Half of prime minister David Cameron’s cabinet face having their water reserves fracked under the controversial Infrastructure Bill but it remains unclear if Cameron’s own Oxfordshire constituency would also be subject to fracking.
More than 220 Tory and Lib Dem MPs and their constituents risk fracking firms drilling through sensitive water reserves in their respective areas, reveals analysis by Greenpeace UK.
The findings were published just days before MPs cast their first vote on the Infrastructure Bill, which currently fails to ban fracking near groundwater reserves, or aquifers, and would see shale gas companies allowed to drill underneath people’s houses.
It follows a petition by environmental campaigners urging the prime minister to rethink his “all out” support for fracking. The petition was handed into No. 10 Downing Street this week with more than a quarter of a million signatures.
“Whether MPs are in favour or against fracking, protecting Britain’s major sources of drinking water from this risky industry should be a no-brainer,” said Simon Clydesdale, energy campaigner for Greenpeace.
“You simply don’t take chances with such a vital and irreplaceable resource, especially when evidence of harmful impacts from fracking keeps growing.”
Greenpeace’s findings highlight that a large proportion of aquifers – with some directly feeding into drinking water reserves – are overlapped by proposed licensed fracking areas. These include the constituencies of senior Tory officials and cabinet members George Osborne, William Hague and Theresa May.
However, Cameron has failed to confirm if fracking would actually happen in his Oxfordshire constituency of Witney.
In December, fellow Conservative MP Anne McIntosh remarked that fracking would “not be coming to Witney anytime soon.” But Cameron responded saying he would be “very happy” if fracking were to occur in his constituency.
Fracking licences have already made available in south and north-east Oxfordshire in the 14th round of onshore licensing last year, reported the Oxford Guardian, but Cameron’s constituency has remained safe so far.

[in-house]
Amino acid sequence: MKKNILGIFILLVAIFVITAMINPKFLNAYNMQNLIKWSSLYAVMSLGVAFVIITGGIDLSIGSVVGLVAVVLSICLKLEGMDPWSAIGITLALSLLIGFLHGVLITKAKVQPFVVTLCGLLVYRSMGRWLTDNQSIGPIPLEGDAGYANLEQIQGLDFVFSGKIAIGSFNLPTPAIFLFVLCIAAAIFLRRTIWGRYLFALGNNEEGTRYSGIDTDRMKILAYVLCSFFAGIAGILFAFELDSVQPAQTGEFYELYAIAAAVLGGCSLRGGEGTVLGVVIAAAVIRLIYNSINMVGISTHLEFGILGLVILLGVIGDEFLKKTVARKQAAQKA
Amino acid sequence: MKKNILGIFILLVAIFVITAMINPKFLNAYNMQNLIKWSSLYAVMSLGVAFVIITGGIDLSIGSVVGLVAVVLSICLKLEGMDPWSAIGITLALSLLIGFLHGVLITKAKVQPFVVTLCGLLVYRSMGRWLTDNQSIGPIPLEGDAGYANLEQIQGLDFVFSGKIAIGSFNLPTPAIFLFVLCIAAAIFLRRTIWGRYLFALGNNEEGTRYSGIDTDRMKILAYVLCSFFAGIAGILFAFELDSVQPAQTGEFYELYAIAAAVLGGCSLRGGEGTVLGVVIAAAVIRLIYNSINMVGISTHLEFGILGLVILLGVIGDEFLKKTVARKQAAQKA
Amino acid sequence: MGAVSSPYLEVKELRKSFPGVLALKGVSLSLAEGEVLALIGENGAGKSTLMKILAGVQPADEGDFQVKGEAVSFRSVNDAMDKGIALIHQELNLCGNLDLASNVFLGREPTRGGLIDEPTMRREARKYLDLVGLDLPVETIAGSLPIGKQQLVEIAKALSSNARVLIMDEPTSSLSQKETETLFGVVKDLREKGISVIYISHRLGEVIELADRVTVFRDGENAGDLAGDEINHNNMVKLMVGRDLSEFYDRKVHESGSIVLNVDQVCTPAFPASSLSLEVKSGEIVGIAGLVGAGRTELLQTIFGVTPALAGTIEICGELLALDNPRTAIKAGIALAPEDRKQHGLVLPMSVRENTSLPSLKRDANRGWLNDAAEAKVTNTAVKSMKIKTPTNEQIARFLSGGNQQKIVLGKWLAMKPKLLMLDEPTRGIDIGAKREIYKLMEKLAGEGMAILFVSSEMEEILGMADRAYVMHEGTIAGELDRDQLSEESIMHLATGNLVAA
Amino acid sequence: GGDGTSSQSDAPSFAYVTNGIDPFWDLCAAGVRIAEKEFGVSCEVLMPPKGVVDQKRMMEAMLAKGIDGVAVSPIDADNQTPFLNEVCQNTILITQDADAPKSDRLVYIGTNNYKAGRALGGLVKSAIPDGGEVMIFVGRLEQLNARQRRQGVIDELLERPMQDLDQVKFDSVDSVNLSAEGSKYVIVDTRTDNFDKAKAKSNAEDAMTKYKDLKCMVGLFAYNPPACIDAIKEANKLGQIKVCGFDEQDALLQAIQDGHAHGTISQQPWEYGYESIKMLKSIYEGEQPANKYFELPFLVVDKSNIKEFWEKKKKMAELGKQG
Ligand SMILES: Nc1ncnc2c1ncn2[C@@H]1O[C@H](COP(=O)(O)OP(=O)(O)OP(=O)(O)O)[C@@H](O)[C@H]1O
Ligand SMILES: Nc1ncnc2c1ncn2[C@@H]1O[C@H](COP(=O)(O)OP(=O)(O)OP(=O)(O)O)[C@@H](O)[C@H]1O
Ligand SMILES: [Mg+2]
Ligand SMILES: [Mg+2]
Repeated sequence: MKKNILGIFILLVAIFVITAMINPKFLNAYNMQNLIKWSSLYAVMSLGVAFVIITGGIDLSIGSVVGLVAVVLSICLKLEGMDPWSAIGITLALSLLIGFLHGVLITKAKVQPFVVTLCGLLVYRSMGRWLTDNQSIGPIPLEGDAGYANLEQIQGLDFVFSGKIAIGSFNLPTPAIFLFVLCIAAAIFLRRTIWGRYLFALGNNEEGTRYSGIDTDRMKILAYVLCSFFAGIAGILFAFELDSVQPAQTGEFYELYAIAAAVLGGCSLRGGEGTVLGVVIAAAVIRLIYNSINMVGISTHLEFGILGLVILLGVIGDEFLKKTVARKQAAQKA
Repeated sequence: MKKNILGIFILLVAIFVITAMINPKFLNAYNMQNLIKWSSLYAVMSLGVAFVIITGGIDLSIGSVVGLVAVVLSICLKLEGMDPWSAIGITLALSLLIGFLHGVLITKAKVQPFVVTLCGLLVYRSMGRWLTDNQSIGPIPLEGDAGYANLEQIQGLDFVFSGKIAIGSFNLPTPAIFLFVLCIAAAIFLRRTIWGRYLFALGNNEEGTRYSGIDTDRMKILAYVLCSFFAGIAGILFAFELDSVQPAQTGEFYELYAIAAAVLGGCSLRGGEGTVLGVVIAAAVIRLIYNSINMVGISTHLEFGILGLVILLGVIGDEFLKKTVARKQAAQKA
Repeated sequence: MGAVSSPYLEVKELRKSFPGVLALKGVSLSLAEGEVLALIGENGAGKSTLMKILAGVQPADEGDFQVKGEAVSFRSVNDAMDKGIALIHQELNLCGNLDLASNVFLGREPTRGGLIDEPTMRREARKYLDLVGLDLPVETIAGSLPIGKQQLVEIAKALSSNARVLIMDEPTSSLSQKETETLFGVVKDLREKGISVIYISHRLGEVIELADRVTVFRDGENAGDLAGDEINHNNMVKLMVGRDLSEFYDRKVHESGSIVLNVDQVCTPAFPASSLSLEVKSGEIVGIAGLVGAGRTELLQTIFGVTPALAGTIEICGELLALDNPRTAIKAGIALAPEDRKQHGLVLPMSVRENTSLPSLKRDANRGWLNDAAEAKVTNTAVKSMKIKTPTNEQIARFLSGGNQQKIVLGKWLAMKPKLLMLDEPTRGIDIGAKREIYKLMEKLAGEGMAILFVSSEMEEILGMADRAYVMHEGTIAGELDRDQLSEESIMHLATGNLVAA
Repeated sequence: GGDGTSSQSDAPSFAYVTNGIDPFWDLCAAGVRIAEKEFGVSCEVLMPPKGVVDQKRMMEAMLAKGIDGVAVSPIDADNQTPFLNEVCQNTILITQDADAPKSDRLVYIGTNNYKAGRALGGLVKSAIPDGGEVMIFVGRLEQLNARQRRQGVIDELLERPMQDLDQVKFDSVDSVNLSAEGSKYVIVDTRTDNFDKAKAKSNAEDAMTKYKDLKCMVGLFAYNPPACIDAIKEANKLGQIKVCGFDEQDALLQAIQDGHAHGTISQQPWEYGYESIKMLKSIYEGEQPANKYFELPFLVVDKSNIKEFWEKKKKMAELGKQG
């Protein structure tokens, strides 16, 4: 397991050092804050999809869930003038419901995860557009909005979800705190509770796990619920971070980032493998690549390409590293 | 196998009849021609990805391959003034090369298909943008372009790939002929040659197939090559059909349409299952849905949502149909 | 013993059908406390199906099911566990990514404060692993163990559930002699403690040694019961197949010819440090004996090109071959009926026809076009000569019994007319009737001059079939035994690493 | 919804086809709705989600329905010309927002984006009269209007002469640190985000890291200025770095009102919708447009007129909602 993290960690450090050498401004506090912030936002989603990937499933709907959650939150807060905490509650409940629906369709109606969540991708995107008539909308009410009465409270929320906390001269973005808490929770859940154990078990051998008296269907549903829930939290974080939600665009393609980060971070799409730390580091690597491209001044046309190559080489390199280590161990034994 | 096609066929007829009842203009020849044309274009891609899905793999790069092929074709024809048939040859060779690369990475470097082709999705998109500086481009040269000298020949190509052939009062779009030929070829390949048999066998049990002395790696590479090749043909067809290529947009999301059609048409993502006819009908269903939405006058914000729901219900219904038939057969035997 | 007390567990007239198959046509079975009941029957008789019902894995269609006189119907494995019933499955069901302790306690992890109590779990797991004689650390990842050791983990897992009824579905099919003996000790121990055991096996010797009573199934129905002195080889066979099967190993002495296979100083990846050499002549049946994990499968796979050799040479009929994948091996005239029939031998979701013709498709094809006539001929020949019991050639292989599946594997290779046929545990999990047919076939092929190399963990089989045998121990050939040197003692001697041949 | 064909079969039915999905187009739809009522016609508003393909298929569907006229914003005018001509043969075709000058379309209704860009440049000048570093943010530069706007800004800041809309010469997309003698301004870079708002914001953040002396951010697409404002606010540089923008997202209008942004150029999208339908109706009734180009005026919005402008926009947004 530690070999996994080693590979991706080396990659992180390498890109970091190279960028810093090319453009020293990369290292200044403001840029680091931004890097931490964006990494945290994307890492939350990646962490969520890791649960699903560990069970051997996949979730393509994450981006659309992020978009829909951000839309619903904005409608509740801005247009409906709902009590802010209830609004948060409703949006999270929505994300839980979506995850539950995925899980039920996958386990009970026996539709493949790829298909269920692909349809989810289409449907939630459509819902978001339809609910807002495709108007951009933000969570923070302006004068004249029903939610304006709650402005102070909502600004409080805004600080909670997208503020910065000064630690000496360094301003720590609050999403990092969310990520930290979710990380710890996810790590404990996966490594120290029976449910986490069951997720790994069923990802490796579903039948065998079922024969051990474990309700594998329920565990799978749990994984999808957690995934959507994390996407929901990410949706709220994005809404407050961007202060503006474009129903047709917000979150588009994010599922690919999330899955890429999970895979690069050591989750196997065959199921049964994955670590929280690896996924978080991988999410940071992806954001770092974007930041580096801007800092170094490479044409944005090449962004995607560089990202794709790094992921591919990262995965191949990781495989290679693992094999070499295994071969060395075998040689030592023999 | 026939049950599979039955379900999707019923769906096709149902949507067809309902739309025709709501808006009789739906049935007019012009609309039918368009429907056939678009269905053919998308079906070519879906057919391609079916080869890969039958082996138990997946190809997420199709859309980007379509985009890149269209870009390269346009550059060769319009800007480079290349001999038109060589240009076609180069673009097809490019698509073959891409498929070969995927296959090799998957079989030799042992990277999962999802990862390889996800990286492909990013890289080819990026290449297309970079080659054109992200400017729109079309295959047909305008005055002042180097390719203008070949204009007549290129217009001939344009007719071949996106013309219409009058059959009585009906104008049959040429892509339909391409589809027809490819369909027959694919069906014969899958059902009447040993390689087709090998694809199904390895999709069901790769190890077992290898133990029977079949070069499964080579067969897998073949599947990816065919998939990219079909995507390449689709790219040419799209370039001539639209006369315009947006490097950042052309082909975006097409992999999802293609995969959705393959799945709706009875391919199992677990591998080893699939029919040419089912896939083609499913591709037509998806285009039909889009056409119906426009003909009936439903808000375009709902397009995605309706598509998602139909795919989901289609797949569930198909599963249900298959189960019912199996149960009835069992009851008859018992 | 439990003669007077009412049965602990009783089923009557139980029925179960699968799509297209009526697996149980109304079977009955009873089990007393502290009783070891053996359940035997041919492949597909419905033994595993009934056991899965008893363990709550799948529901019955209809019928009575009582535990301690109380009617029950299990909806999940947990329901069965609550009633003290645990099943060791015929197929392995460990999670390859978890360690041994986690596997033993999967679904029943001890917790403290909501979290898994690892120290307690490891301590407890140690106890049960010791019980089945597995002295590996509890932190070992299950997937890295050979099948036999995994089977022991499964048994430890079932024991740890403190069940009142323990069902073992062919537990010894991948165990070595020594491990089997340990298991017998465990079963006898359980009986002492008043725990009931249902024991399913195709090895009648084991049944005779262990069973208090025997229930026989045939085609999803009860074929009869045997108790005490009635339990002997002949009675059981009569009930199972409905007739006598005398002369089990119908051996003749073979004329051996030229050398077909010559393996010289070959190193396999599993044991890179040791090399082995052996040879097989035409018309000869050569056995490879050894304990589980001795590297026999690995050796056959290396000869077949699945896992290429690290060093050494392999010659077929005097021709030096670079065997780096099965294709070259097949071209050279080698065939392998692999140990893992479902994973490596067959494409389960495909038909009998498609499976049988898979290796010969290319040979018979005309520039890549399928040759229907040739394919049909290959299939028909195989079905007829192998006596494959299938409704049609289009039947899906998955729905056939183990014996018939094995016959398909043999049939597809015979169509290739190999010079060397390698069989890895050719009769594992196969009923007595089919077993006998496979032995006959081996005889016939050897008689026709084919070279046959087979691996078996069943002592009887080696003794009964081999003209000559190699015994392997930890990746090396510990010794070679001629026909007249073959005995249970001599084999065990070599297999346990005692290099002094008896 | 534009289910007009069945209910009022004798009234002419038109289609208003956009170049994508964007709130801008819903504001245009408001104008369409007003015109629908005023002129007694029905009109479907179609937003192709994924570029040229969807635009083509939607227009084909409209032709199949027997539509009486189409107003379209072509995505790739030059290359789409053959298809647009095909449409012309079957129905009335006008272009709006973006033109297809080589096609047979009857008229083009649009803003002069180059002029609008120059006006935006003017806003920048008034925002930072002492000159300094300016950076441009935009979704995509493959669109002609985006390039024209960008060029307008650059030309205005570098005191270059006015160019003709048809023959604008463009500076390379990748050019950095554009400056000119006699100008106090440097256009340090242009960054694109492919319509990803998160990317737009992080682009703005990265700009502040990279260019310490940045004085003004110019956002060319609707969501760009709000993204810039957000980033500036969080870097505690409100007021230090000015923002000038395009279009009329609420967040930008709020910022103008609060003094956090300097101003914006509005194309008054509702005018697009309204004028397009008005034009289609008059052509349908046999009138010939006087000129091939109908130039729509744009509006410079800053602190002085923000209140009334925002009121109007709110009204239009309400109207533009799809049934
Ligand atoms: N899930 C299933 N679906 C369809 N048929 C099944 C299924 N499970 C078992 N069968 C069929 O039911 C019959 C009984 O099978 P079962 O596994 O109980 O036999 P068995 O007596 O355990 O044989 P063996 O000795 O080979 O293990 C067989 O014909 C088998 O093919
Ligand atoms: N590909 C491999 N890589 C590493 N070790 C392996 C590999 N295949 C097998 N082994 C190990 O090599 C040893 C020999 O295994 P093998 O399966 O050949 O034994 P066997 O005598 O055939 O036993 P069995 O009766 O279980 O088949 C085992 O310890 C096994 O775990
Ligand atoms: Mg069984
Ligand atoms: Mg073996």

The controversial Infrastructure Bill which is to be voted on by MPs next week has faced ongoing public protest and criticism from both sides of the chamber, with cross party backbenchers now calling for a two-year moratorium on fracking across Britain.
Green MP Caroline Lucas, a primary MP leading the opposition to the Infrastructure Bill, is calling for a moratorium on fracking. Former Tory environment secretary, Caroline Spelman has also backed calls for a moratorium on fracking.
“The impact of fracking is potentially vast. That’s why it’s so important that the possible environmental, climate, health and economic impacts are fully assessed and acted upon,” Lucas has previously stated. “Heavily redacted impact reports are doing little to alleviate concerns.”
Alan Whitehead and Tom Greatrex, both Labour MPs, accused David Cameron of a cover-up over fracking. The prime minister failed to explain why the government had made 63 redactions to a fracking document before it was published under Freedom of Information rules.
The government has yet to release an unredacted version of its Shale Gas: Rural Economy Impacts report detailing the impact of fracking on house prices, first requested by Request Initiative on behalf of Greenpeace.
“Large sections of the report, dealing precisely with the issue of the cumulative effect of fracking, have been redacted.”
Over half of the country is now licensed to be fracked, with areas including cities, groundwater protection zones and national parks within the proposed licensed areas.
Cameron is facing pressure to convince the general public that shale is indeed safe, with a recent YouGov poll showing more than half (56%) of people in Great Britain being against fracking on land that feeds Britain’s aquifers.
Photo: Cuadrilla via Creative Commons